High Time For Change: The Legalization Of Marijuana And Its Impact On Warrantless Roadside Motor Vehicle Searches, Molly E. O'Connell 2022 Washington and Lee University School of Law

High Time For Change: The Legalization Of Marijuana And Its Impact On Warrantless Roadside Motor Vehicle Searches, Molly E. O'Connell

Washington and Lee Law Review Online

The proliferation of marijuana legalization has changed the relationship between driving and marijuana use. While impaired driving remains illegal, marijuana use that does not result in impairment is not a bar to operating a motor vehicle. Scientists have yet to find a reliable way for law enforcement officers to make this distinction. In the marijuana impairment context, there is not a scientifically proven equivalent to the Blood Alcohol Content standard nor are there reliable roadside assessments. This scientific and technological void has problematic consequences for marijuana users that get behind the wheel and find themselves suspected of impaired driving. Without …


Where There Is A Right, There Is A Remedy—Or Is There?, Grace Panicola 2022 Saint Louis University School of Law

Where There Is A Right, There Is A Remedy—Or Is There?, Grace Panicola

SLU Law Journal Online

Courts have repeatedly declined to allow causes of actions under the Constitution when Plaintiffs’ constitutional rights are violated by government officials. In this article, Grace Panicola discusses a pocket of governmental immunity that creates serious implications for Plaintiffs as they ultimately face inadequate remedies.


The Fourth Amendment And The Problem Of Social Cost, Thomas P. Crocker 2022 Northwestern Pritzker School of Law

The Fourth Amendment And The Problem Of Social Cost, Thomas P. Crocker

Northwestern University Law Review

The Supreme Court has made social cost a core concept relevant to the calculation of Fourth Amendment remedies but has never explained the concept’s meaning. The Court limits the availability of both the exclusionary rule and civil damages because of their “substantial social costs.” According to the Court, these costs primarily consist of letting the lawbreaker go free by excluding evidence or deterring effective police practices that would lead to more criminal apprehension and prosecution. But recent calls for systemic police reform by social movements have a different view of social cost. So too do calls for reforming qualified immunity. …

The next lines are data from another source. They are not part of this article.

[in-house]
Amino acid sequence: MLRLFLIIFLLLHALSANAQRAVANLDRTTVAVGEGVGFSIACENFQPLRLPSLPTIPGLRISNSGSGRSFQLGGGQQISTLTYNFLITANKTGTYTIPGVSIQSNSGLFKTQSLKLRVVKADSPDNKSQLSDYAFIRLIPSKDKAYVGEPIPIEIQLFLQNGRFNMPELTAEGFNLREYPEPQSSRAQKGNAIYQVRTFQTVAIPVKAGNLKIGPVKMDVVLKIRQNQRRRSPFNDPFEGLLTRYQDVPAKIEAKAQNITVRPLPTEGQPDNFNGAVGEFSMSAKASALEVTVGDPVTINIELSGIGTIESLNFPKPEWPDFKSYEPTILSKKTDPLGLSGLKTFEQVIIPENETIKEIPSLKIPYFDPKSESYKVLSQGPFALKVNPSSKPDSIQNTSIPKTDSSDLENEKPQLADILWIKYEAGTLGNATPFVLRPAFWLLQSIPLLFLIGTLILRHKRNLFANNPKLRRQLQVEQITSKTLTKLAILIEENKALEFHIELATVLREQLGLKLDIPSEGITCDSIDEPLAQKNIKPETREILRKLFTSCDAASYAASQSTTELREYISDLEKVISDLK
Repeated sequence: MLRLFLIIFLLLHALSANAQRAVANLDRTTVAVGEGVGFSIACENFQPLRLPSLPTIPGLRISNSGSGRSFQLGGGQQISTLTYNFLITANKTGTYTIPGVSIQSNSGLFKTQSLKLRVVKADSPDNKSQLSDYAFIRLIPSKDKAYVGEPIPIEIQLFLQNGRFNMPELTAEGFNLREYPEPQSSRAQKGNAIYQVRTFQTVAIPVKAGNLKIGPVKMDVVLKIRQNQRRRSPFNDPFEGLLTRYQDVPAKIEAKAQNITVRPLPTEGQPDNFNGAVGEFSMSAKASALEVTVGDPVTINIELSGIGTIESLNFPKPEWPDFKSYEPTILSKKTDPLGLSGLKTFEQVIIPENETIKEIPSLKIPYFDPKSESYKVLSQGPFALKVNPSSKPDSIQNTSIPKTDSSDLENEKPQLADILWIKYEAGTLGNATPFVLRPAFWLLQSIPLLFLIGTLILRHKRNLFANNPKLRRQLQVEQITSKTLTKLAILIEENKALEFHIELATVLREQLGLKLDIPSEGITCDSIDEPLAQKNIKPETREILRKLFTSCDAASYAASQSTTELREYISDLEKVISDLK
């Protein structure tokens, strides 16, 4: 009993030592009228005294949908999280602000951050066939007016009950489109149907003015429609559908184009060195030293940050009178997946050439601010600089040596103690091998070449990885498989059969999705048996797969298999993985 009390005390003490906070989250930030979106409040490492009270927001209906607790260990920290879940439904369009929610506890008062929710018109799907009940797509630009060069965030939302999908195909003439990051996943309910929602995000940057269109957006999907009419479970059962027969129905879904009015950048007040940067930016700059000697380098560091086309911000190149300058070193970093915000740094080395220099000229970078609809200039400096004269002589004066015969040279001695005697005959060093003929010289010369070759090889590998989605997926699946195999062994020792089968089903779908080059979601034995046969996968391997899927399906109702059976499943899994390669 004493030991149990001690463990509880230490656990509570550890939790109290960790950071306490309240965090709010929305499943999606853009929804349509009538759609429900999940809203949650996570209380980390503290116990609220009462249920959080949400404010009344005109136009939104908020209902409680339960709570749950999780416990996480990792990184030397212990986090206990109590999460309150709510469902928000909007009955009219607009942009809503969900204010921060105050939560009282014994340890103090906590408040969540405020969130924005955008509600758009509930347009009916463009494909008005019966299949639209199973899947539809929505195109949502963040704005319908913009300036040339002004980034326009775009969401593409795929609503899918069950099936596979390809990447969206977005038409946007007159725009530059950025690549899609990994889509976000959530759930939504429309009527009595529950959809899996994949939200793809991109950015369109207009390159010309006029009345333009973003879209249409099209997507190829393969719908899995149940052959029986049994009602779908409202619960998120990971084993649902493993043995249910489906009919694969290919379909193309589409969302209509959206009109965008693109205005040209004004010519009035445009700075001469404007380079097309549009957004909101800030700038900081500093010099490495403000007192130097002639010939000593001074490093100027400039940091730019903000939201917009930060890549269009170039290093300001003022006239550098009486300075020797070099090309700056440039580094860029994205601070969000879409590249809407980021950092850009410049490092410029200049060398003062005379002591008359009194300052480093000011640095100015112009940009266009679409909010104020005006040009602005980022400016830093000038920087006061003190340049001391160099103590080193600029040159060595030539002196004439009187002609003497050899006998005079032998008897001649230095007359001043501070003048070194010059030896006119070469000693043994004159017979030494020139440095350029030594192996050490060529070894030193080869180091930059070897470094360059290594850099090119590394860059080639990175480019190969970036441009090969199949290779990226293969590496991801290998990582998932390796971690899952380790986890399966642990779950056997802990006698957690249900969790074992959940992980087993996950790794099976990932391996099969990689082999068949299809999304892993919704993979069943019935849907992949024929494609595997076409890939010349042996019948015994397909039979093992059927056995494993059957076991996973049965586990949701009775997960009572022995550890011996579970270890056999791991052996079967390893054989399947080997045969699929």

It Just Makes Sense: An Argument For A Uniform Objective Standard For Incarcerated Individuals Bringing Claims Under 42 U.S.C. § 1983, Pearce Thomson Embrey 2022 Washington and Lee University School of Law

It Just Makes Sense: An Argument For A Uniform Objective Standard For Incarcerated Individuals Bringing Claims Under 42 U.S.C. § 1983, Pearce Thomson Embrey

Washington and Lee Journal of Civil Rights and Social Justice

In July 2020, the New York Times published an article on a Department of Justice report detailing the systematic abuse of incarcerated individuals by prison guards within the State of Alabama’s Department of Corrections. This report evidences the challenges faced by incarcerated individuals seeking to vindicate their Eighth Amendment rights. In a legal sense, those individuals who turn to the court system for relief face an almost insurmountable burden of proof. This Note begins by surveying the history of excessive force claims under the Fourth, Eighth, and Fourteenth Amendments, as well as deliberate indifference claims under the Eighth and Fourteenth …


Legal Implications Of A Ubiquitous Metaverse And A Web3 Future, Jon M. Garon 2022 Marquette University Law School

Legal Implications Of A Ubiquitous Metaverse And A Web3 Future, Jon M. Garon

Marquette Law Review

The metaverse is understood to be an immersive virtual world serving as the locus for all forms of work, education, and entertainment experiences. Depicted in books, movies, and games, the metaverse has the potential not just to supplement real-world experiences but to substantially supplant them. This Article explores the rapid emergence and evolution of the Web3 technologies at the heart of the metaverse movement. Web3 itself is a paradigmatic shift in internet commerce.